In his Principles of Psychology (187o-72) Spencer advocates the genetic explanation of the phenomena of the adult human mind by reference to its infant and animal ancestry. On the funda mental question, however, of the psychophysical connection and the derivation of mind from matter, his utterances are neither clear nor consistent. On the one hand, his whole formulation of Evolution in mechanical terms urges him to compose the mind out of homogeneous units of consciousness (or "feeling") "simi lar in nature to those which we know as nervous shocks ; each of which is the correlative of a rhythmical motion of a material unit or group of such units" (§ 62) ; on the other hand, he is ready to amend nervous into psychical shocks, which is no doubt what he ought to have meant but could not say without ruining the illusory bridge between the psychical and the physiological which is suggested in the phrase "nervous shock." And he admits (§ 63) that if we were compelled to choose between translating mental phenomena into physical and its converse, the latter would be preferable. But he finally leaves the relation between the unknow able "substance of Mind" and the unknowable "substance of Mat ter" to the Unknowable. To the theory of knowledge Spencer contributes a "transfigured realism," to mediate between realism and idealism, and the doctrine that "necessary truths," acquired in experience and congenitally transmitted, are a priori to the individual, though a posteriori to the race, to mediate between empiricism and apriorism.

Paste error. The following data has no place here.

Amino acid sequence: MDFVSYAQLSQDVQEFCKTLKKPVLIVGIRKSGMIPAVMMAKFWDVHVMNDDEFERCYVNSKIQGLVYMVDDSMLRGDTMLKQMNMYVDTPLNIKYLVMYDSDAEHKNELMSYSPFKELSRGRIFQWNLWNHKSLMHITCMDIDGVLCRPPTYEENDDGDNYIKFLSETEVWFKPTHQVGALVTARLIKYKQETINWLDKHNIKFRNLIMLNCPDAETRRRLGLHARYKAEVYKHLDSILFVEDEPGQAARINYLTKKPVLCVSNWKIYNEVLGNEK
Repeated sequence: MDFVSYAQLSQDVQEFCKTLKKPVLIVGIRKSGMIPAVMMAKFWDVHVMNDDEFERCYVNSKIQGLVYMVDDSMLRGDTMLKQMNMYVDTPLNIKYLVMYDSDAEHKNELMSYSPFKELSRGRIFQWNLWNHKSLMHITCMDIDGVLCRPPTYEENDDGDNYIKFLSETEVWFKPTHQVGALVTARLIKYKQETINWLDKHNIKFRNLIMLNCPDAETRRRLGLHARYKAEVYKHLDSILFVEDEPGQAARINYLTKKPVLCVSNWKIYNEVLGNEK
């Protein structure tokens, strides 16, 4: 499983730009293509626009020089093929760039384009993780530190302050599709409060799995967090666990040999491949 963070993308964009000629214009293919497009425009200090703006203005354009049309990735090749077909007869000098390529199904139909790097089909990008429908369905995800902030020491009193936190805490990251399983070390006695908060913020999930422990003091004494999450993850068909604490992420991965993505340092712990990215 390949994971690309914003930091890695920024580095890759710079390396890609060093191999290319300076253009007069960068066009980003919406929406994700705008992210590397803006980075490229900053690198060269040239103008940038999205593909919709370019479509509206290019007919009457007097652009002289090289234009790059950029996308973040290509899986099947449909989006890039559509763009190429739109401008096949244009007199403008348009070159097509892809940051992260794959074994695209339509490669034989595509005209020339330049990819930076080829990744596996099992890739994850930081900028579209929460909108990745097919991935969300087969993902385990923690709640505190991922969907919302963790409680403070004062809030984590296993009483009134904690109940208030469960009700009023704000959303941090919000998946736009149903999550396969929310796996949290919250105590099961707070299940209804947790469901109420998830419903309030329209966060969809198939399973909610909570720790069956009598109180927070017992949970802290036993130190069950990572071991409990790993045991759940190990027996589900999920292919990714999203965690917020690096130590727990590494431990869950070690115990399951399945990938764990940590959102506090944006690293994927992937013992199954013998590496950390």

In the Principles of Sociology (1877-96) Spencer's most influ ential ideas have been that of the social organism, of the origina tion of religion out of the worship of ancestral ghosts, of the natural antagonism between nutrition and reproduction, industrial ism and warfare. Politically, Spencer was an individualist of an extreme laissez faire type, and it is in his attitude that the consequences of his pre-Darwinian conception of Evolution are most manifest. But for this, he would hardly have estab lished so absolute an antithesis between industrial and military competition, and would have been readier to see that the law of the struggle for existence, just because it is universal and equally (though differently) operative in every form of society, cannot be appealed to for guidance in deciding between the merits of an industrial or military and of an individualist or socialist society.